Inner  Frontier
Fourth Way Spiritual Practice

 

Inner Work


For the Week of December 20, 2021


Tasks and Themes 

(Fourth Way Practice: 6)

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Our days make so many demands on our attention and are so full of things pulling our attention, that little is left. This confronts us with the problem of bringing our inwardness alive into a day that seems to have no room for it. We are already busy or otherwise occupied. How can we squeeze out more time and more cognitive bandwidth for inner work as we go about our day?

The first thing to recognize is that inner work itself does not take time, except for practices like work in the quiet. Inner work, such as presence and sensing during our day, occurs in parallel with our ordinary activities, as if on a separate track of time. It occurs while we are engaged in life. Indeed, by increasing our cognitive bandwidth, inner work enhances our engagement with all that we do. But there is such a great momentum to how we live our days, that we must take special measures to enable us to devote our inwardness to our spiritual practice instead of spending it on unnecessary commentary, narration, random thoughts, reactive emotions, and the rest of the usual accompaniments to our outward activities. We seek to transform that inner material into an inner life worthy of the name, worthy of our humanity.

Two of the classes of such special measures are tasks and themes. Inner work tasks are specific inner practices that we set ourselves to do during the day. There is a wide range of such practices, including for example, sensing our limbs in sequence at pre-selected moments, sensing for the duration of a particular event, and sensing a certain number of times during the day, for which we keep an inner count. There are also ad hoc tasks that we set ourselves in the moment, such as sensing while riding an elevator until we reach the destination, sensing while walking until we reach the next street corner, sensing our whole body as we speak, or listening with full attention to someone else speak. And with all those tasks, we can substitute other practices instead of or in addition to sensing, such as breath awareness, awareness of our emotions and/or thoughts, full presence, living with heart, or drawing inner energies from the air.

The point is to make our choice of inner work tasks specific enough for us clearly to know when we are engaging in them. That specificity gives these tasks the power to become part of our day for real. It takes spiritual practice out of the realm of foggy ideas or wishful thinking and into the realm of creating a vibrant inner life as a counterpart to our outer life. Of course, it all becomes one life, a very rich life of presence and heart. But we start with the distinction between inner and outer, to grow our inner life to be as strong as our outer life, whereupon the two can merge into a real life. Along the way, self-imposed inner work tasks, taken seriously, offer essential opportunities, training, and help.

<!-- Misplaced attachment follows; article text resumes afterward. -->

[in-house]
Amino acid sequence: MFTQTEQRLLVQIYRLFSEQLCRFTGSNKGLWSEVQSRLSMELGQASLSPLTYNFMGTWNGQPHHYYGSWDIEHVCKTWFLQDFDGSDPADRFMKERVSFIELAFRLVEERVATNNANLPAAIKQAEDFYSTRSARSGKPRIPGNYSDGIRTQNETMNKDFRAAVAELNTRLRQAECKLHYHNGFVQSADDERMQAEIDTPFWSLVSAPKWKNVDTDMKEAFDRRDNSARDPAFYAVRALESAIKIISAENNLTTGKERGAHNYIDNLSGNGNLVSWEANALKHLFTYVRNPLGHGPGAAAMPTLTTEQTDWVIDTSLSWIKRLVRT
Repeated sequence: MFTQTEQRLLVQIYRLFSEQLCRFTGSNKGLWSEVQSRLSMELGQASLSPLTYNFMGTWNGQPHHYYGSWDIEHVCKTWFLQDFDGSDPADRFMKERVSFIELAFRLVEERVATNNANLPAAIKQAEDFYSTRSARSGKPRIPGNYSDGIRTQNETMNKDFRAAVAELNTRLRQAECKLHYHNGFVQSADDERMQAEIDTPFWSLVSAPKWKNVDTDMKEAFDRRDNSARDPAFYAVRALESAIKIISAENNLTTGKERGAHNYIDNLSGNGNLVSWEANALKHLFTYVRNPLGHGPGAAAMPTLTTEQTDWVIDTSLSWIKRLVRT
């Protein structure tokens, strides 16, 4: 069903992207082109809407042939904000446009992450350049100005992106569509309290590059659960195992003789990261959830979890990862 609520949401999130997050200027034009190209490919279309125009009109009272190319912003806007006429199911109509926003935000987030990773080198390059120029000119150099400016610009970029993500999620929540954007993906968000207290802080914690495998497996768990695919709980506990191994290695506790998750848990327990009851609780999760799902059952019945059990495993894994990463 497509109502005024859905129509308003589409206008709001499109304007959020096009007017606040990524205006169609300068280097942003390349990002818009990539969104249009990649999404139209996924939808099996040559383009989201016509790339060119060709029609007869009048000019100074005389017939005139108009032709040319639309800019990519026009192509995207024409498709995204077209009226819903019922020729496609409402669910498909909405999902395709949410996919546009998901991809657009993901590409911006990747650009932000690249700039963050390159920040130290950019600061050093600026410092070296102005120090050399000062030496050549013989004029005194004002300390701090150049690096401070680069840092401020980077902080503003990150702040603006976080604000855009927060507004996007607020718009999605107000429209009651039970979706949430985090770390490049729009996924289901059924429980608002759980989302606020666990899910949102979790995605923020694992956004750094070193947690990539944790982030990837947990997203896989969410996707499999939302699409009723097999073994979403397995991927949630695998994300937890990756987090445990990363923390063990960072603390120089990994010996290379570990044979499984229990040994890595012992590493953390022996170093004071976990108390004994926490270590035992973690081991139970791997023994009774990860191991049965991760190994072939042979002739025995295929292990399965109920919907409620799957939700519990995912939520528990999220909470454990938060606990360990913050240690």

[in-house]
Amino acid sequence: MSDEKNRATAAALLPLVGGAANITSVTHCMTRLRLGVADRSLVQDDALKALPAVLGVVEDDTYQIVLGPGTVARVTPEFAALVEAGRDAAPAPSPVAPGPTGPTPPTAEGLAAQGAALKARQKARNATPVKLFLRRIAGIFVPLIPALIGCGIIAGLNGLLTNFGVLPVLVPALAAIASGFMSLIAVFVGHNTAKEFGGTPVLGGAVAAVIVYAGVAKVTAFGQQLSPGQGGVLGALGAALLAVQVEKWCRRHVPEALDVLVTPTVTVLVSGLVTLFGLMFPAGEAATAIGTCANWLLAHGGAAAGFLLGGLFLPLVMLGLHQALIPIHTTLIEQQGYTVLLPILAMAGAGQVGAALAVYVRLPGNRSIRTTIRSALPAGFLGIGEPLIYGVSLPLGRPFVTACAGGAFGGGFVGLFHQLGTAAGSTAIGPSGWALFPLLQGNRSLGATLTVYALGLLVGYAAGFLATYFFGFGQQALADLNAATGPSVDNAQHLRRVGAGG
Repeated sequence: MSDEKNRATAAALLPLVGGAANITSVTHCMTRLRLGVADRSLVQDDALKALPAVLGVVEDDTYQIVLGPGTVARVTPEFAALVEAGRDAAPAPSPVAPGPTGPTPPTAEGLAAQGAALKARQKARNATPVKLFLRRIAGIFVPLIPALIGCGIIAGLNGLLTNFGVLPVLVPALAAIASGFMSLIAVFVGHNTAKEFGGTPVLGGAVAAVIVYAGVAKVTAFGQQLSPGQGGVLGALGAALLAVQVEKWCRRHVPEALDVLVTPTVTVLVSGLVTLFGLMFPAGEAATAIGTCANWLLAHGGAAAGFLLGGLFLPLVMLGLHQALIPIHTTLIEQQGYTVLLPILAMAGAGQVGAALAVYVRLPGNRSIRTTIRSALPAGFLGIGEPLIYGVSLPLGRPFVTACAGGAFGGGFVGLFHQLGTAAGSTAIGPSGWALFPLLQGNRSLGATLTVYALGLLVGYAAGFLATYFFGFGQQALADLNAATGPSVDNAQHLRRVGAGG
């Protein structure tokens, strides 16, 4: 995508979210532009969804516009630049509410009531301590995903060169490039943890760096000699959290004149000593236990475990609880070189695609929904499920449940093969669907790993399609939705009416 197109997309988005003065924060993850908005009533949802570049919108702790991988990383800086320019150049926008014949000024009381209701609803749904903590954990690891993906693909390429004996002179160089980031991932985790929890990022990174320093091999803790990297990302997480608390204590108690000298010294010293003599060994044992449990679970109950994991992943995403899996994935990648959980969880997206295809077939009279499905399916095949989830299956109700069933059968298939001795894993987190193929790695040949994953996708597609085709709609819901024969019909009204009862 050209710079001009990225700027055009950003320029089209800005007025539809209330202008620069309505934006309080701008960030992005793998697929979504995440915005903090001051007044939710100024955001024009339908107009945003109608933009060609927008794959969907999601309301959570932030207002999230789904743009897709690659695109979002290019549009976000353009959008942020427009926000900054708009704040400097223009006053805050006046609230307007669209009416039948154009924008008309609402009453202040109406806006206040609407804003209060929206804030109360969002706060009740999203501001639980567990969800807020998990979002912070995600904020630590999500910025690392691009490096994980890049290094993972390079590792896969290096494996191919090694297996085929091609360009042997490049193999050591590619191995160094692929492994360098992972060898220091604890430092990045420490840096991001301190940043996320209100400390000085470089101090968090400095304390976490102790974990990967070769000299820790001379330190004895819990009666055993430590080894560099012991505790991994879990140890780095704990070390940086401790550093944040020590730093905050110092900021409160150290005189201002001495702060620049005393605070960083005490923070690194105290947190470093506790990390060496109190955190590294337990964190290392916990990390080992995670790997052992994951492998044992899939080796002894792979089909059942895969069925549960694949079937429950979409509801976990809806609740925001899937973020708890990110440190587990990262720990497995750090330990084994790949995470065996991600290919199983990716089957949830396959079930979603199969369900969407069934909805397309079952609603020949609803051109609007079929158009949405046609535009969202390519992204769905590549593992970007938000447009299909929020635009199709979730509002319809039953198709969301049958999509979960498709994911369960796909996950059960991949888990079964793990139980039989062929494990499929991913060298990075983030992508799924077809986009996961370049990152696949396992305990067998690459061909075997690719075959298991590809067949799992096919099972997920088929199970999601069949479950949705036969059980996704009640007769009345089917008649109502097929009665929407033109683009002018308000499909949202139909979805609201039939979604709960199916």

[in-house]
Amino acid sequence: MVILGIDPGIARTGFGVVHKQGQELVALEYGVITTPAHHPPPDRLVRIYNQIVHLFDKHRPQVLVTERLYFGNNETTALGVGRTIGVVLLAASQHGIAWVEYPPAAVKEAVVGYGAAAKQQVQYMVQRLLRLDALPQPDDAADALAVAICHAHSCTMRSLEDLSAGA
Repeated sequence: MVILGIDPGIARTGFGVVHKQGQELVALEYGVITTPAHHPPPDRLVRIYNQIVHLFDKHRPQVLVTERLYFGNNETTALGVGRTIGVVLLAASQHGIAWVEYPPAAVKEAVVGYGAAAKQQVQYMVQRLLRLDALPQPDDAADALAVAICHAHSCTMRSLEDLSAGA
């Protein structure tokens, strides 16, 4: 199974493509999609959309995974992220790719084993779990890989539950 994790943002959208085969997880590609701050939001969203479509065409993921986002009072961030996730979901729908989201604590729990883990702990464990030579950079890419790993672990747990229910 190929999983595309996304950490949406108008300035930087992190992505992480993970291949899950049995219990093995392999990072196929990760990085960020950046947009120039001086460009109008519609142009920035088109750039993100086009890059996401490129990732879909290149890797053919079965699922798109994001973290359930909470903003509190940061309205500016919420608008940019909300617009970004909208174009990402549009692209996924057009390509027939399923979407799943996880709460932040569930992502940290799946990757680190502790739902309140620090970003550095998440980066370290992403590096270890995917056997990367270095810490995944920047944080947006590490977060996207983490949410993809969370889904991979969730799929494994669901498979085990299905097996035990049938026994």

Themes are inner work-related topics for study and observation, typically taken for one week. A theme is usually not as specific as a task, thus leaving the theme open to our interpretation and exploration. The theme may be there in the back of our mind as we go through the week, thereby exerting an organizing and guiding influence on our perceptions and thoughts, popping up at unexpected but opportune moments. To consolidate the results of our work with a theme, we occasionally take a few moments to ponder the theme and what we have seen in relation to it. We also have the option of devising and undertaking specific inner work tasks adapted to help us penetrate the theme.

By engaging with a variety of themes over time, we move toward balance in our practice, while deepening and broadening our understanding. Another great value of theme work is that it sets us up for new insights into our spiritual practice and into ourselves. Every new insight and every effort nourish our soul and support our transformation. Drop by drop, they add up.

Please set yourself an inner work task and pursue it for this week. Consider taking on themes interspersed with tasks in the coming weeks.


     

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